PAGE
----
Johnson & Johnson’s Janssen Pharmaceuticals will co-develop at least one of Achillion Pharmaceuticals’ lead hepatitis C virus (HCV) drug candidates and possibly more, under a worldwide license and collaboration agreement that could generate up to $1.1 billion-plus for Achillion.

The collaboration does not include a separate $225 million equity investment in Achillion by J&J’s venture capital subsidiary Johnson & Johnson Innovation-JJDC (formerly Johnson & Johnson Development Corporation).

According to Janssen, a key objective of the collaboration with Achillion will be to develop a short-duration, highly effective, pan-genotypic, oral regimen for HCV. The companies said they will explore an initial regimen that combines Achillion's ACH-3102, a second-generation NS5A inhibitor currently in Phase II clinical studies, with an NS3/4A HCV protease inhibitor plus an NS5B HCV polymerase inhibitor from the collaboration.

ACH-3102—which has been granted Fast Track designation by the FDA—is among lead HCV candidates Achillion is looking to commercialize through the collaboration. Other candidates include another Phase II compound, the NS3/4A protease inhibitor sovaprevir; and ACH-3422, a Phase I nucleotide NS5B polymerase inhibitor.

“The new collaboration with Achillion offers the potential to develop a new, simplified treatment option for those affected by hepatitis C,” Lawrence M. Blatt, Ph.D., global therapeutic area head, Janssen Infectious Diseases and Vaccines, said in a statement. Dr. Blatt is also president and CEO of Alios BioPharma, which J&J acquired last year for about $1.75 billion.

Among Alios’ attractions to J&J were its pipeline compounds that included AL-335, a uridine-based nucleotide analog in Phase I development, and AL-516, a guanosine-based nucleotide analog NS5B polymerase inhibitor in preclinical development. Both are now part of Janssen’s HCV pipeline, and according to the company are being developed with the express intent of targeting critical steps of the HCV virus replication cycle.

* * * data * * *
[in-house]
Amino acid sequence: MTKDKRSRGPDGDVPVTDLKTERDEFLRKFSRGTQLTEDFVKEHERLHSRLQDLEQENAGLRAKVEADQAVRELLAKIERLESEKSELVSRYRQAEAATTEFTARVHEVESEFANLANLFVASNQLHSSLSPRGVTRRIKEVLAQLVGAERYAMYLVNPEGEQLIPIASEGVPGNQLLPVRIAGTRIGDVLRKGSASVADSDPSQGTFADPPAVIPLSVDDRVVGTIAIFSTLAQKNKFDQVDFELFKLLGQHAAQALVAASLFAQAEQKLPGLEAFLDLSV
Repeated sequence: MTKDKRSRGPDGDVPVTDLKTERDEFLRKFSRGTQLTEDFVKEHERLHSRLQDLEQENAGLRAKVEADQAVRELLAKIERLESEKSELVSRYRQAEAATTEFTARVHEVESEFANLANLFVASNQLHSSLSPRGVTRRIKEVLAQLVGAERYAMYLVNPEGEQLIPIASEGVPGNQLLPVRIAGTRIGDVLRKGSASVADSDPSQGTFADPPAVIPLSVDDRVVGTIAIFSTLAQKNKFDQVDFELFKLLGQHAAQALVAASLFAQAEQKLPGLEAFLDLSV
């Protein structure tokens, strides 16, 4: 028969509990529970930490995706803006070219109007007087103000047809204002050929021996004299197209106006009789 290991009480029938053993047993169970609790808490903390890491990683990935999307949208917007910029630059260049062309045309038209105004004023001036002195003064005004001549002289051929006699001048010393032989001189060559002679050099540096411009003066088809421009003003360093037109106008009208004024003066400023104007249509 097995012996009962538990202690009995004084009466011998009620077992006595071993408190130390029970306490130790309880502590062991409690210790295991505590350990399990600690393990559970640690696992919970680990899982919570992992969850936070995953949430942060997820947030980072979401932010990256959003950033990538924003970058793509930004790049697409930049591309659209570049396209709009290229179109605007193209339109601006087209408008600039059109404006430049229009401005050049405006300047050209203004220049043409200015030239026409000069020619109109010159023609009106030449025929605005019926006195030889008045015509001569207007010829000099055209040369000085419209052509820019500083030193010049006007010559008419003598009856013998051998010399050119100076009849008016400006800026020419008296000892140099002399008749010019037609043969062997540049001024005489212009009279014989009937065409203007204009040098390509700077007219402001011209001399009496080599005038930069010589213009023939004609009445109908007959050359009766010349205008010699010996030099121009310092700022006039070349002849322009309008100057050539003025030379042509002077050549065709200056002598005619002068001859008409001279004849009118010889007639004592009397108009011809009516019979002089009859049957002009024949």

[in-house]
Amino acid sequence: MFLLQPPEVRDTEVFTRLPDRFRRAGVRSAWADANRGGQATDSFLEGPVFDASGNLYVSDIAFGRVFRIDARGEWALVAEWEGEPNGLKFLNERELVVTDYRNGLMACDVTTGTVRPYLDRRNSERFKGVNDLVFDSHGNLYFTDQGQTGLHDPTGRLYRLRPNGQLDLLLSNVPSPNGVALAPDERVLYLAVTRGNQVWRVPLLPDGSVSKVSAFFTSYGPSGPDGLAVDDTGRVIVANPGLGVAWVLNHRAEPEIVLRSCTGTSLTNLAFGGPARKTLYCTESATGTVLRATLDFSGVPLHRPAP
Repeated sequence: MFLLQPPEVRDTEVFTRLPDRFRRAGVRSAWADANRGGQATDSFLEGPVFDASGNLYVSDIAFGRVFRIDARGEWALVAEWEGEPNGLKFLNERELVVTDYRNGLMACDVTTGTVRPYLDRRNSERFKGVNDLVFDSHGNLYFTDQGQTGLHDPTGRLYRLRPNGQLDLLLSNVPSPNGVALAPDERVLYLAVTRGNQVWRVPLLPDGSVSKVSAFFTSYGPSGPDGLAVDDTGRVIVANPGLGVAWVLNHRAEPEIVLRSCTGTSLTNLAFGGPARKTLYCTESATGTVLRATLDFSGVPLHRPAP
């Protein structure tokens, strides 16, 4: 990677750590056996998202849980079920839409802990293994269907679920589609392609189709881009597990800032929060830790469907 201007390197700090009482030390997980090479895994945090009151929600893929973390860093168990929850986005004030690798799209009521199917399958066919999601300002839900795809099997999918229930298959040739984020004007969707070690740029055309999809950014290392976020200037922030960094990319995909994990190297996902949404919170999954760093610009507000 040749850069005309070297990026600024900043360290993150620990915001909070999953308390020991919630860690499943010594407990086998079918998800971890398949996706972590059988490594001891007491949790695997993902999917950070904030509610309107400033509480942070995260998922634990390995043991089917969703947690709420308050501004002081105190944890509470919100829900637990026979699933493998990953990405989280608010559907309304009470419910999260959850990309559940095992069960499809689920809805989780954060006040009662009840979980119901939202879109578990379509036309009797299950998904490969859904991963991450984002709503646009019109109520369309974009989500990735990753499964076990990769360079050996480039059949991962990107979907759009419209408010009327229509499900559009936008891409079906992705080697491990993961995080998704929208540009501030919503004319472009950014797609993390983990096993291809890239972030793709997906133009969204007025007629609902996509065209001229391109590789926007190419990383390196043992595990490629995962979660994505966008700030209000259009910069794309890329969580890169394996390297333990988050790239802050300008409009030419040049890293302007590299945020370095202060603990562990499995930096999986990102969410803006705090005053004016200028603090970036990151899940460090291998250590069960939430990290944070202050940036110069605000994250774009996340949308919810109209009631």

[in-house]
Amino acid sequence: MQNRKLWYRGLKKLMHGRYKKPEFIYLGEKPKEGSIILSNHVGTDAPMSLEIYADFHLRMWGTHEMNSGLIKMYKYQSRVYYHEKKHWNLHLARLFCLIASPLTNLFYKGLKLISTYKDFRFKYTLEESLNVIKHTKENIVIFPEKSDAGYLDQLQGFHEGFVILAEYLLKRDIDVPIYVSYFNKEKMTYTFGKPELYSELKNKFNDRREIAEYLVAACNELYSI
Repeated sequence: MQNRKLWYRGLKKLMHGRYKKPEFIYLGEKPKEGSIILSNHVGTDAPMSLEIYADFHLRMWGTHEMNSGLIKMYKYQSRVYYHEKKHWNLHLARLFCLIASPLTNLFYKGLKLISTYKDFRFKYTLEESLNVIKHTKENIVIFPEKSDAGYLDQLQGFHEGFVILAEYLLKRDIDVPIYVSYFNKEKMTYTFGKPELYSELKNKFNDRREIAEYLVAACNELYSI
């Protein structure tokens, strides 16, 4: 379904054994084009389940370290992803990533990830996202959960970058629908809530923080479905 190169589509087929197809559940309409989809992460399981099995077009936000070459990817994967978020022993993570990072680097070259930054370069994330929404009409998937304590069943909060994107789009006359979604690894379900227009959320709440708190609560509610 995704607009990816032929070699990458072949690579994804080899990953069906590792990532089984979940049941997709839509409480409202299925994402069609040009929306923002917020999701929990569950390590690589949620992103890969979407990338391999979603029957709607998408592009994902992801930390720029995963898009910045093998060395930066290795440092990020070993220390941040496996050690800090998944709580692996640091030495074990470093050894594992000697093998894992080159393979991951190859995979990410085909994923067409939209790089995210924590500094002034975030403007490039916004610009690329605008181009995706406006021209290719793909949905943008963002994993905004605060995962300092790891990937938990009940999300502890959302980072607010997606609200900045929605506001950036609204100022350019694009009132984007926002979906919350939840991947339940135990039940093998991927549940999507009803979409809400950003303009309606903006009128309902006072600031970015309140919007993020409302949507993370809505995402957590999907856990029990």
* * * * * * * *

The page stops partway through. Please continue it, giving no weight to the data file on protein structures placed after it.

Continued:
J&J hopes to carve a niche in HCV treatments, a field upended over the past year with the launches of Gilead Sciences’ Sovaldi (sofosbuvir), which racked up $10.283 billion last year, zooming to number-two on GEN’s list of the Top 25 Best-Selling Drugs of 2014; and AbbVie’s Viekira (ombitasvir/paritaprevir/ritonavir; dasabuvir), for which the company has predicted sales of more than $3 billion this year.

Janssen also has ongoing studies focused on investigating the NS3/4A protease inhibitor simeprevir in a number of treatment combinations and HCV patient populations, including patients deemed difficult to cure.

Achillion has agreed to grant Janssen an exclusive, worldwide license to develop and commercialize HCV products and regimens containing one or more of the licensed HCV lead candidates.

In return, Achillion said, it will be eligible to receive payments tied to achieving development, regulatory and sales milestones, as well as tiered royalties at percentages “of between mid-teens and low-twenties” on future worldwide sales. Janssen agreed to shoulder all development costs within the collaboration and all subsequent costs related to commercialization of the HCV assets.

And in return for the equity investment, Johnson & Johnson Innovation – JJDC will receive approximately 18.4 million newly issued, unregistered Achillion shares at $12.25 per share.

“We believe that their investment in Achillion through Johnson & Johnson Innovation – JJDC allows us to maximize the value from our HCV portfolio and also positions us to become a leader in complement factor D inhibition, applying our broad platform to a wide number of complement-related diseases,” added Milind Deshpande, Ph.D., Achillion’s president and CEO. “We believe this strategy provides an ideal scenario to create further value for our shareholders.”

The collaboration and equity investment deals are subject to customary closing conditions, including termination or expiration of any applicable waiting periods under the Hart-Scott-Rodino Act.

Previous articleNovel Microfluidic Device May Shed Light on Why Cancer Cells Metastasize
Next article10 New Blockbusters by 2019, J&J’s Janssen Predicts